Book 1 (at the head of the Odyssean section) opens with a storm which Juno, Aeneas' enemy throughout the poem, stirs up against the fleet. The storm drives the hero to the coast of Carthage, which historically was Rome's deadliest foe. The queen, Dido, welcomes the ancestor of the Romans, and under the influence of the gods falls deeply in love with him.
At a banquet in Book 2, Aeneas tells the story of the sack of Troy, the death of his wife, and his escape to the enthralled Carthaginians, while in
Book 3 he recounts to them his wanderings over the Mediterranean in search of a suitable new home. Jupiter in
Book 4 recalls the lingering Aeneas to his duty to found a new city, and he slips away from Carthage, leaving Dido to commit suicide, cursing Aeneas and calling down revenge in a symbolic anticipation of the fierce wars between Carthage and Rome.
In Book 5, Aeneas' father Anchises dies and funeral games are celebrated for him. On reaching Cumae, in Italy
in Book 6, Aeneas consults the Cumaean Sibyl, who conducts him through the Underworld where Aeneas meets the dead Anchises who reveals his Rome's destiny to his son.
Book 7 (beginning the Iliadic half) opens with an address to the muse and recounts Aeneas arrival in Italy and betrothal to Lavinia, daughter of King Latinus. Lavinia had already been promised to Turnus, the king of the Rutulians, who is roused to war by the Fury Allecto and Amata Lavinia's mother.
In Book 8, Aeneas allies with King Evander, who occupies the future site of Rome, and is given new armor and a shield depicting Roman history.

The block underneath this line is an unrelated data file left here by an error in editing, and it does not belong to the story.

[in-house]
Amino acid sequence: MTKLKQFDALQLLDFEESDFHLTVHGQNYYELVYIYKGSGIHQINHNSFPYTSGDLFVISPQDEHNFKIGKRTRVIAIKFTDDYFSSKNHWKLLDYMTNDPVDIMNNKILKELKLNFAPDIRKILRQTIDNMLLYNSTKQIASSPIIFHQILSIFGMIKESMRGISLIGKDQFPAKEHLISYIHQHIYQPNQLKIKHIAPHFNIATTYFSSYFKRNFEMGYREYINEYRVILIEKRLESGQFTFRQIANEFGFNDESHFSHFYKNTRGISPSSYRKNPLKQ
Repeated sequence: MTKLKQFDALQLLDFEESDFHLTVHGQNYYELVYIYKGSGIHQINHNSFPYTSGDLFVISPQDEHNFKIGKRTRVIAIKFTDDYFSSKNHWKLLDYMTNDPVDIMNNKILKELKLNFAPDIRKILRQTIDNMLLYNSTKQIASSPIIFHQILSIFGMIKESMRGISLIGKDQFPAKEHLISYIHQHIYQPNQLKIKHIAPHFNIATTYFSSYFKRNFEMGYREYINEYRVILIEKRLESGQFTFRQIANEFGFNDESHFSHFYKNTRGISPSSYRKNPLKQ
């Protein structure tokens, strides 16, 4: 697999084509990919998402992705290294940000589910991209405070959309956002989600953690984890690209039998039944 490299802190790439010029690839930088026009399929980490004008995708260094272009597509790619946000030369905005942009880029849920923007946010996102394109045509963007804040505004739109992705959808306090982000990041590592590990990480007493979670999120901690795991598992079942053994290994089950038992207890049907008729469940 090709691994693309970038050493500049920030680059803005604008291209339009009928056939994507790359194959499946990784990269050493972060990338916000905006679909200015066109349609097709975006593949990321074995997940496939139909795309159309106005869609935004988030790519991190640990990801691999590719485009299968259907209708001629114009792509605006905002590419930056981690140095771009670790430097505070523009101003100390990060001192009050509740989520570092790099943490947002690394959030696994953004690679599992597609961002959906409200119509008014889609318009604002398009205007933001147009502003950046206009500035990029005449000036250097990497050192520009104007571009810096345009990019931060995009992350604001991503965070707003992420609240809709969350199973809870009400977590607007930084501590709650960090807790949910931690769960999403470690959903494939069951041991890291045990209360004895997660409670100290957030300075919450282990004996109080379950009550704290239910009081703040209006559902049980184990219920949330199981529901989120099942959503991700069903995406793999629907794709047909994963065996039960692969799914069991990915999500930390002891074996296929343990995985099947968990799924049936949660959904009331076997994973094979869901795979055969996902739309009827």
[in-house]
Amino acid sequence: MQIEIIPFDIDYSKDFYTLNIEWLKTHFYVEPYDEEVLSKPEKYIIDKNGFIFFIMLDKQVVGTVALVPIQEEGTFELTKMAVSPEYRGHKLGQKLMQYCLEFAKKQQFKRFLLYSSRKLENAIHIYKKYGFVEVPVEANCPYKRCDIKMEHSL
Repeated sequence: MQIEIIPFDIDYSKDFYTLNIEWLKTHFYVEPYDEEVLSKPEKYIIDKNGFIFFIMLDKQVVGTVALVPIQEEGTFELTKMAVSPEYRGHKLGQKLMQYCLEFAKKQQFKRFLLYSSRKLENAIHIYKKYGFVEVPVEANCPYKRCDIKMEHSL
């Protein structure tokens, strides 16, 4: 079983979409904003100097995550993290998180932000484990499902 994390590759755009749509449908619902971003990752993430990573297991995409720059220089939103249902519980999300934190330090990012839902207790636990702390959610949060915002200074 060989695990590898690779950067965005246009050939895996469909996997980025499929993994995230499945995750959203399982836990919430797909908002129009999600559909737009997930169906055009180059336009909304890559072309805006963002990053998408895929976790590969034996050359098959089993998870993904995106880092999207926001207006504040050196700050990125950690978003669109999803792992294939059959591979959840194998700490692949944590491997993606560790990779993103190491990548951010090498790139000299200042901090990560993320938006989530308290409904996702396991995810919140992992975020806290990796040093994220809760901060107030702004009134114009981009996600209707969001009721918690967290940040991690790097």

Book 9 records an assault by Nisus and Euryalus on the Rutulians,
Book 10, the death of Evander's young son Pallas, and
Book 11 the death of the Volscian warrior princess Camilla and the decision to settle the war with a duel between Aeneas and Turnus. The Aeneid ends in
Book 12 with the taking of Latinus' city, the death of Amata, and Aeneas' defeat and killing of Turnus, whose pleas for mercy are spurned.
Roman artists are famous for colorful wall paintings like this one that features the lives of everyday Romans.
Chapter Focus Question
How did Rome grow from a single city to a huge, diverse empire?
The Roman World Takes Shape
From Republic to Empire
The Roman Achievement
The Rise of Christianity
The Long Decline
Cf. For: Note Taking and Concept Connector worksheets
Web Code: nad-0501
ResourcesThe Aeneid, 6:25
Summary using texts, illustrations
The Aeneid Rap!, 4:54, PG-13
A Rap that takes you through Virgil's epic poem, The Aeneid.
Recorded by TPaul and Shelbytime.
Shout outs to AP Latin Vergil LSC
Aeneid 0 (Explanation), 8:09
Would you like to read the Aeneid of Virgil in its original Latin? That is the goal I have set for myself, and these videos will allow anyone interested to follow me on that journey. This explanatory video introduces the Aeneid and the methodology I will be using. If you think these videos might be of interest to you I'd love to hear about it in a comment.
Prezi Summary of entire Aeneid